Gary Hannon plays with the Clonakilty Jazz Collective every Monday night in the Emmet Hotel and once per month on Sunday afternoons in De Barra’s, both in Clonakilty.
Clonakilty man, John Fitzgerald is a busy man in the music scene. His professional life is equally divided into three parts: playing, live production, and recording. John gives an example, “Take August and September: I had Hudson Taylor in Germany, Interference and Glen Hansard in the Czech Republic for a week, the Rose of Tralee, The Pope’s visit, Gilbert O’Sullivan in the UK, Electric Picnic, Other Voices – playing some, mixing others…and mastering Johnny McEvoy’s album as well. Busy, but it’s the way I like it!”
In at the deep end
Trumpet and drums would have been the only formal training that John had — “with Brawny Wycherley in the Clon Brass Band, all those years ago.” But how did you learn to play the other instruments? “I was drumming in Shanley’s at about 15. It was a great education – developing your ear. Noel Redding [ex Jimi Hendrix bassist] was playing guitar in the Kilty Stone, and the owner of the Kilty, Martin Kingston, would be playing bass on the Thursday night sessions. I’d started sneaking in at 16 or 17, catching the first hour of the gig before having to go home. And if the bar got busy, after ten Martin had to go behind the bar. One night, Martin gave me the bass and said ‘Follow his [Noel’s] hand’. That’s how I started to play bass. I never played before that! It was real baptism of fire at the time to be around. Drumming with the Hot House Flowers in Shanley’s when you were 17, when they were at their peak. It’s of great credit to this town, that musicians are drawn to it, and if you’re playing music, you’re playing music — you’re all at the same level. T’is great!”
How did you get into sound and lighting stage production? “Having De Barra’s — that’s where I developed my sound. I was doing the sound for Christy Moore in 1993, I was 17. I got the call the day before. That was the first, most nerve-wracking gig! Christy came in —I’ll never forget — he was wearing a donkey jacket, a guitar over his shoulder. He goes, ‘If you can make me sound good I’ll be happy. With the lights, if you can make me look good I’ll be even more happy!’ That was it.”
You’ve recorded Roy Harper, Christy Moore and other legends. Describe your recording studio? “Lettercollum Recording is a light airy space that I try to make feel ‘not’ like a studio. It’s one big open room and the whole front of it is glass, so you’re looking out on Courtmacsherry Bay. So people forget they’re in a studio very quickly. I try to go for the live, organic sound. It’s the true art. It’s a photograph of time. I say with recording, if you’re not happy take another photograph.”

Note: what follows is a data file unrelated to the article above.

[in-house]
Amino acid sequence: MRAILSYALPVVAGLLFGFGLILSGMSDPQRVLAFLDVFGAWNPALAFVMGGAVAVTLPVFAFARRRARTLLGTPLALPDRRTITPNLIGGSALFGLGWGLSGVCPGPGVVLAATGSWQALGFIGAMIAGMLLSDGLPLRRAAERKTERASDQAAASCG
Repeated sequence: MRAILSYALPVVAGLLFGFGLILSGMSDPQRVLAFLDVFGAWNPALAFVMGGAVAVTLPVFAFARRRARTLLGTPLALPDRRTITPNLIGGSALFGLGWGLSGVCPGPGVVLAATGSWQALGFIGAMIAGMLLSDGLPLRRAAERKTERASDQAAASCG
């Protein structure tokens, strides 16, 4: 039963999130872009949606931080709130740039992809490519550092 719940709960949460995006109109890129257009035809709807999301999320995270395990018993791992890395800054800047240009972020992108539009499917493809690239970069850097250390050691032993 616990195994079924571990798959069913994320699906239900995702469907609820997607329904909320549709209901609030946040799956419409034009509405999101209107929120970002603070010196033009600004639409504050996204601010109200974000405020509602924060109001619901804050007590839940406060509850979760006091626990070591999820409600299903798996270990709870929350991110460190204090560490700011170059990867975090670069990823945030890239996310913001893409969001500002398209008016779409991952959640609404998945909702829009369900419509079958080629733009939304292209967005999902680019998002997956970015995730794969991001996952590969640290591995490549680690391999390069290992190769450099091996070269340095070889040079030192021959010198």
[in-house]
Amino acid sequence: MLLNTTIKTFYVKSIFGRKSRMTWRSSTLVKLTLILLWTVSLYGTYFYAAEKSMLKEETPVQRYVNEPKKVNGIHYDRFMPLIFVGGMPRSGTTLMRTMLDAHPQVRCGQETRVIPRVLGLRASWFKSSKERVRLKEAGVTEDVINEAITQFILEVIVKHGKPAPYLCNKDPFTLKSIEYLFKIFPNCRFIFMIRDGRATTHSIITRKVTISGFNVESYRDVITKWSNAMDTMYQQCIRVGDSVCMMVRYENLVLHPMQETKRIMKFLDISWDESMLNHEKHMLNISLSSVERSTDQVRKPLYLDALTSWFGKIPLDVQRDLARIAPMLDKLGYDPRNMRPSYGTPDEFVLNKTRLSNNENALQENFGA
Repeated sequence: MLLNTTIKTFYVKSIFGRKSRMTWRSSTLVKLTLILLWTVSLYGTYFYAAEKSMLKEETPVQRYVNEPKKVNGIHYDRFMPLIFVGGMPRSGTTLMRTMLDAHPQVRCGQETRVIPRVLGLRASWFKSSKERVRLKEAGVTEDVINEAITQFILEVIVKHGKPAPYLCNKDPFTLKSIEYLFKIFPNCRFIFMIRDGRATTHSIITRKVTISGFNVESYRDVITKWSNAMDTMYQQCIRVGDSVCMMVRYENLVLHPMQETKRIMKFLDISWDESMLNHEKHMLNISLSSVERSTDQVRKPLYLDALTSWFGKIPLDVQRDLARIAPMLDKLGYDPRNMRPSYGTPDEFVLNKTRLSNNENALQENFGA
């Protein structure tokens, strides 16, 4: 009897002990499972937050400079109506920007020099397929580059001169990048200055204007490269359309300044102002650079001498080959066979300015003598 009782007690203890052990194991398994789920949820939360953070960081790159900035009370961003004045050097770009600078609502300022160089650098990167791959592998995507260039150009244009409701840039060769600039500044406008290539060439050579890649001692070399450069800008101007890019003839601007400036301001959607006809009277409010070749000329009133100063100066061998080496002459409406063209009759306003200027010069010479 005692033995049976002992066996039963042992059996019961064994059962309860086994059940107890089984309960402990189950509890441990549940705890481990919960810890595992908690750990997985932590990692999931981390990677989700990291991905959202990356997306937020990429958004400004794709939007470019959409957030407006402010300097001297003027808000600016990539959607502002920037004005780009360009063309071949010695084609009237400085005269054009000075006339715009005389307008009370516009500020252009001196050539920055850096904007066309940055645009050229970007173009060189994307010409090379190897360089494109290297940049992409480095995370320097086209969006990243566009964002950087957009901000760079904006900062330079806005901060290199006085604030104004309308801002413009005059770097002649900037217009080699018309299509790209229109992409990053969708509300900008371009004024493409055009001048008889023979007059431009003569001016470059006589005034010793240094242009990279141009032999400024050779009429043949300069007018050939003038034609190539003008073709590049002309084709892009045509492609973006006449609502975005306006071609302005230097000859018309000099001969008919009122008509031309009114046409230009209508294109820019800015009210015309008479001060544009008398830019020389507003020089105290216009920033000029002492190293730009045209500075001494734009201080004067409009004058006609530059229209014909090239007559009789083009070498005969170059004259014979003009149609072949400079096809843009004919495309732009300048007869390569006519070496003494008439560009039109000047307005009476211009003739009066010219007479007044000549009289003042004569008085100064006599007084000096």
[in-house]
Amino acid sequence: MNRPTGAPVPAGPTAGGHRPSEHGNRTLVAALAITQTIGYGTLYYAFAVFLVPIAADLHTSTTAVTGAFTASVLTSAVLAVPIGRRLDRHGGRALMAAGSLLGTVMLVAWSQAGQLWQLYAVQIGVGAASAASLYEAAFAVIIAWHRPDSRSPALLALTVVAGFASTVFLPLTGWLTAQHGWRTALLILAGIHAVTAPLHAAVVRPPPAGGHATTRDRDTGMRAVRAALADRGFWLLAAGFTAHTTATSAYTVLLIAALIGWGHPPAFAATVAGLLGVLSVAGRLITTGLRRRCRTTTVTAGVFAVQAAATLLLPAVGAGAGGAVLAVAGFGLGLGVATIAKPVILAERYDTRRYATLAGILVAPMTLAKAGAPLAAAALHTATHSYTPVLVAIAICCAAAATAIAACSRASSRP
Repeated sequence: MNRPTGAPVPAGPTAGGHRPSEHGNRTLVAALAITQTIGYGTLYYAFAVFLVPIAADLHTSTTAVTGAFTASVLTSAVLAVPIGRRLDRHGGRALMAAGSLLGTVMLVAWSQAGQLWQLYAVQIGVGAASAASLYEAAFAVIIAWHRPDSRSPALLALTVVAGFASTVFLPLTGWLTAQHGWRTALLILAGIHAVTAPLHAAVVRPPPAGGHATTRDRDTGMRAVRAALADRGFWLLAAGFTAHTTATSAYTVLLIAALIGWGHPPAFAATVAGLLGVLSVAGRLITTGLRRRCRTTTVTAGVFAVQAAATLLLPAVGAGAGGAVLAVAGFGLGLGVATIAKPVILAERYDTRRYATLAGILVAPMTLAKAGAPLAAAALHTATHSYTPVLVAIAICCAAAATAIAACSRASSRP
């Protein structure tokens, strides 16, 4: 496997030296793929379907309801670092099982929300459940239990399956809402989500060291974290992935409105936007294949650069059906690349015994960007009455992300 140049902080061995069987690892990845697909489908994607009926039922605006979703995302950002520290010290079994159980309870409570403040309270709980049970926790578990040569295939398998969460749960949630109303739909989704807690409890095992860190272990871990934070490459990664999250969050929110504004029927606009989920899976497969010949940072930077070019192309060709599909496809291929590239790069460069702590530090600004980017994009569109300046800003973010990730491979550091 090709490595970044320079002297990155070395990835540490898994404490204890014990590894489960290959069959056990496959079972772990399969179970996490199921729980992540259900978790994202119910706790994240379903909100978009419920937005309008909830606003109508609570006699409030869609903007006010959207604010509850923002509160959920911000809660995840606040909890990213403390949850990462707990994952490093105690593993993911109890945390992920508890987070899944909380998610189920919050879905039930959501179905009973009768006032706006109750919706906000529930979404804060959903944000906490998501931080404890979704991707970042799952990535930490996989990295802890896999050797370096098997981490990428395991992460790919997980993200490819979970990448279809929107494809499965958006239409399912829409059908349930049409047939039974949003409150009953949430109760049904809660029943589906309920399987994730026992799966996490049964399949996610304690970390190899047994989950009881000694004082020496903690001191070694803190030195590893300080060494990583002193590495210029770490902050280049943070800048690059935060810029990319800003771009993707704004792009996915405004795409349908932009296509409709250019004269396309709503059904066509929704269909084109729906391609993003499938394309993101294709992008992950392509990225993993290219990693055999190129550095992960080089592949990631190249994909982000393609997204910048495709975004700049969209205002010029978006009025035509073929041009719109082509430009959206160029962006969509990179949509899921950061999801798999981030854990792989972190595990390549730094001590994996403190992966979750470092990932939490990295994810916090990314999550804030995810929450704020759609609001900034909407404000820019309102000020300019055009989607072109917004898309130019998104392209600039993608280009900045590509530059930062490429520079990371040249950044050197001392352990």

You have unbelievable gear! Do you have a favourite piece of kit? “I have a Danelectro bass, which was Noel Reddings, which he played up until he died. His partner gave it to me when he died.”
What’s the best bit of kit to start off with? “I remember the biggest step up for me was getting a good-sounding set of monitor speakers. It’s inspirational.” Have you any advice to budding producers? “My advice is a simple set-up. A good mic, a nice-sounding interface and good monitors. Technology stifles creativity. People with complicated set-ups could be 10 to 15 minutes trying to sort out the problem when all they want to do is record. And then they’ve lost the spark. As a producer, you should always push yourself.”
How difficult is it to make a living from music? “It’s hard. The development deals aren’t there anymore. That’s why there’s great respect to Brian Deady to go off and learn to produce and mix his latest album [Black Diamond—see October issue of the WCP]. That’s the highest credit you can give — to have the vision and the stamina to stay with it, because it can be easy to get disillusioned with the whole thing. It’s a new reality for the industry.”
Finally, have you advice for punters who love music? “Support your gigs. They are the difference between people doing it or not. It’s a labour of love and it has to be supported. People in West Cork, they’re well-educated and used to having access to really good quality music — a lot of it for free. And it’s just to remind them of that, you know? It’s good to pay as well. Paying would be the norm. It’s okay to feel good about paying for it as well.”
Rosscarbery’s own singer-songwriter, Marcella O’Sullivan has just released her second album, The Well. It follows on from her outstanding debut album, Wood of the Pilgrims. She has shot a lovely fitting tribute to unnamed women for the song ‘Where Have all The Women Gone?’ Check out all details at marcellaosullican.com.
My gig of the month is: This Is How We Fly in Connolly’s of Leap on November 9 . If you want to see a truly original band — and with a percussive dancer — check them out. Tickets are €15. Full details of all gigs are at: thisishowwefly.net
If you have any comments or events, you can contact me by email firstname.lastname@example.org.